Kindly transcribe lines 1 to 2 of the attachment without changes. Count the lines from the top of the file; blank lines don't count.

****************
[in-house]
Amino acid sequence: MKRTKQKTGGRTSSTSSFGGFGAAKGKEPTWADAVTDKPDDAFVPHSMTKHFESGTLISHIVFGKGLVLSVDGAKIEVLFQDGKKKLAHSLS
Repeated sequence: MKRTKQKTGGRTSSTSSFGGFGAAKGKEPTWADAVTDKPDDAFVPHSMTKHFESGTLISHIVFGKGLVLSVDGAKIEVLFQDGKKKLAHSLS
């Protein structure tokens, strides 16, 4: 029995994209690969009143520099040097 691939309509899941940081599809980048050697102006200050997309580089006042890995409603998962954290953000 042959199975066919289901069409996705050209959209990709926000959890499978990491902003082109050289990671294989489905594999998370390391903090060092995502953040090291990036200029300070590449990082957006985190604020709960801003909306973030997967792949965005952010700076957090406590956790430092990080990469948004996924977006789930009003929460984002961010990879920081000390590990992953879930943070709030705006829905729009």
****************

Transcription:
[in-house]
Amino acid sequence: MKRTKQKTGGRTSSTSSFGGFGAAKGKEPTWADAVTDKPDDAFVPHSMTKHFESGTLISHIVFGKGLVLSVDGAKIEVLFQDGKKKLAHSLS